Money Graph

OSC Audits – Learning from Others Mistakes

19 Jan 2016

With the end of 2015, the OSC pushed out a significant number of reports as they needed to finalize reports by year-end to meet their internal goals. Within the next month or so, the OSC will be issuing their summary of the 2015 audits performed. In the meantime, agencies should review the recent reports issued, as they continue to provide insight into the things that the OSC is looking at as part of their audits. This gives you the ability to continue to strengthen the controls and documentation within your agency.

Some of the issues outlined in the recent reports include:

  • Food and beverage costs which are inappropriately being charged to the programs. Remember, the only allowed food costs are for children. Food for staff or parents is not allowable.
  • Employee bonuses must be performance based. The bonuses must be supported by performance reviews that are clearly linked to the bonus granted.
  • Improve documentation for travel expenses. Documentation needs to include a travel log which clearly indicates the date of travel, start and end point, distance, purpose of the travel, and students seen/programs visited. This also needs to be provided for taxi and subway receipts.
  • Lack of supporting documentation for repairs and maintenance, as well as supplies – it is important to maintain original documentation such as invoices and receipts which substantial the amounts being charged in both amount and purpose and corresponding program. It is the common mantra of the OSC and OAG auditors; it it is documented it didn’t happen. Make sure you have documentation for everything you did.
  • Excessive executive or management compensation (that is, compensation for particular positions which are well above the regional median allowable amounts).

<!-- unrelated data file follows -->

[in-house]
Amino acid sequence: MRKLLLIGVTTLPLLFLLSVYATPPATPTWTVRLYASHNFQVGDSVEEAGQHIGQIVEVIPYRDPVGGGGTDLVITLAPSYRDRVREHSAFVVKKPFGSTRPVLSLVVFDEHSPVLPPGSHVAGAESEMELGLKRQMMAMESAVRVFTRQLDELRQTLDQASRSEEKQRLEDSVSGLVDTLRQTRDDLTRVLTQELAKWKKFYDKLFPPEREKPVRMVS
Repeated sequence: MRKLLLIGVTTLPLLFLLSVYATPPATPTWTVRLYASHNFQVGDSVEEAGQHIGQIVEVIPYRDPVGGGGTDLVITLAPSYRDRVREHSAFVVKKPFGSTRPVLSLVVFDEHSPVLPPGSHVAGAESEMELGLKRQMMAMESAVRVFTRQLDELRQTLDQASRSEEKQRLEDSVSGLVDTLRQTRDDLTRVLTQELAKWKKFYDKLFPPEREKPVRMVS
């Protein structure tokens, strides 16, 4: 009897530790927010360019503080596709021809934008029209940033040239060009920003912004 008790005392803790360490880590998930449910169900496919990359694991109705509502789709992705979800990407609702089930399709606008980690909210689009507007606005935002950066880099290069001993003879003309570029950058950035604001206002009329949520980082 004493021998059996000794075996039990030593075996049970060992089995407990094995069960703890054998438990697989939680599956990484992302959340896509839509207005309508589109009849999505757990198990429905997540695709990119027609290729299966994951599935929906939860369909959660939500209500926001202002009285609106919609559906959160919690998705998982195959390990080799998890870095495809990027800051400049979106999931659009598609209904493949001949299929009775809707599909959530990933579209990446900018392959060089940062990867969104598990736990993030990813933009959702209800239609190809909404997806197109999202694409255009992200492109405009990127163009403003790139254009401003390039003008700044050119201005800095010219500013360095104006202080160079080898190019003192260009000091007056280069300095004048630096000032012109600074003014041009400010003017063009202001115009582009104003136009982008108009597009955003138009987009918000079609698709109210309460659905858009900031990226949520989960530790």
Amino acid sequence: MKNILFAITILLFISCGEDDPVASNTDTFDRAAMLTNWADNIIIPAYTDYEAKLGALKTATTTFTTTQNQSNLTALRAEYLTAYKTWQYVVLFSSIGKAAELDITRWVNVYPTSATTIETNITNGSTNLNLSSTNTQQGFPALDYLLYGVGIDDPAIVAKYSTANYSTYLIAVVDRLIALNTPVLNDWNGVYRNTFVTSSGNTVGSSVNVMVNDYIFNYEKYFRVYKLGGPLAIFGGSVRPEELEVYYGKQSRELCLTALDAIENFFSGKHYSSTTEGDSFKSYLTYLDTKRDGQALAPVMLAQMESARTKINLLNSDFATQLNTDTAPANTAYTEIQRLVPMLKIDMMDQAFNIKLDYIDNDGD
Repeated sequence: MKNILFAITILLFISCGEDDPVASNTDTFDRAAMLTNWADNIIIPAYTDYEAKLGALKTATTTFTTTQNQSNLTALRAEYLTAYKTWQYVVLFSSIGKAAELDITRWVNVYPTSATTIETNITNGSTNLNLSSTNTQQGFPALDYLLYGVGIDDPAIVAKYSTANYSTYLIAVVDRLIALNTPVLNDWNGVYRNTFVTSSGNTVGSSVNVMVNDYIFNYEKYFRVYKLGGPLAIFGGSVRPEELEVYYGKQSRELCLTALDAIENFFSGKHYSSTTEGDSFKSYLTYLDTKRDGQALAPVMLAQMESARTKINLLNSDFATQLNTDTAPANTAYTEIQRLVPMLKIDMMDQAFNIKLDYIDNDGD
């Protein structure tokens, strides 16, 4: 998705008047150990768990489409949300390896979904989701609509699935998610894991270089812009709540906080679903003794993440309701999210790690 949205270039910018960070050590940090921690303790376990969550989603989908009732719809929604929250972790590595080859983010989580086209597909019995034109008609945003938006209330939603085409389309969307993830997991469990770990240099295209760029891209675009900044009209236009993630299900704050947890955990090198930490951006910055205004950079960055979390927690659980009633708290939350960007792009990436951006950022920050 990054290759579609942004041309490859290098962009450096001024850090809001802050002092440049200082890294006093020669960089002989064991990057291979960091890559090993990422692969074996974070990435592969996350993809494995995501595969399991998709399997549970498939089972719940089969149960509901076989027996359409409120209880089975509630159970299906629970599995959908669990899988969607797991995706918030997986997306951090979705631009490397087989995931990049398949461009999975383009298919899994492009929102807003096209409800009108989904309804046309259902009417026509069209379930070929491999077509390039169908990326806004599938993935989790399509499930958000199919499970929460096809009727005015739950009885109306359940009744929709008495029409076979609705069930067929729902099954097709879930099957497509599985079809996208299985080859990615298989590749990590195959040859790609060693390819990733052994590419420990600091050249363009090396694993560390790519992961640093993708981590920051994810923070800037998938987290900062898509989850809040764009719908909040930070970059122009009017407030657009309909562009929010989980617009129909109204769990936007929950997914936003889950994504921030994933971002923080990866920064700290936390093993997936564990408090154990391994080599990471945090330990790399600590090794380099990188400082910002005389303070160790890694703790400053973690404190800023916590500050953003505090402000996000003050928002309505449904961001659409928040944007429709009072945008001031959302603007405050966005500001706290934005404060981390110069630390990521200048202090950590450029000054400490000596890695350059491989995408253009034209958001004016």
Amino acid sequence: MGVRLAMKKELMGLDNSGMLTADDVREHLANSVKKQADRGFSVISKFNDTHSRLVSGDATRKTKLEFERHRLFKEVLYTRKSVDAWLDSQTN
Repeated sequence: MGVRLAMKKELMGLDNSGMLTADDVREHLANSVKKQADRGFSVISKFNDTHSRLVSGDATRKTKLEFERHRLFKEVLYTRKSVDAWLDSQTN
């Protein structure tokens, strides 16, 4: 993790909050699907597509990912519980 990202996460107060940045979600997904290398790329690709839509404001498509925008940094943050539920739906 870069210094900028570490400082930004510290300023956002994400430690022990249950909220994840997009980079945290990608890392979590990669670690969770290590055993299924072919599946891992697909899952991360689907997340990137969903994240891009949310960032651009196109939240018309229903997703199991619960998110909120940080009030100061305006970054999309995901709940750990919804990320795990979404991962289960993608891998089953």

• Discrimination in providing benefits in favor of select management and staff without providing the same benefit to all other employees. – Any benefits given to employees must be proportionally granted to all employees of a similar class or group.
  • Inappropriate and unsubstantiated allocation of costs to particular programs (when such costs belong to other NYSED or non-NYSED programs) – This could include salaries of non-SED program staff which are inappropriately being charged to the program.
  • Miscalculation of employment hours and/or salary along with improper classification, as well as failure to complete contemporaneous time studies for employees, which substantiate to which programs the employees are being charged.
  • Costs for consultants must be supported by invoices which clearly indicate the services being provided by the consultant and the hourly fee charged. Also, contracts must be maintained for these consultants.
  • Claiming disallowed expenses (such as corporate taxes, fines and penalties, and staff entertainment or gifts) as reimbursable costs.

All costs being reported on the CFR should be supported by documentation which substantiates the charge. Even if there were no such practices in prior years, it is valuable for agencies to begin adopting these policies for years going forward. Spend the time to self-evaluate your program so your ready when it’s your time for an OSC audit.

If you would like to learn more about this topic, please contact: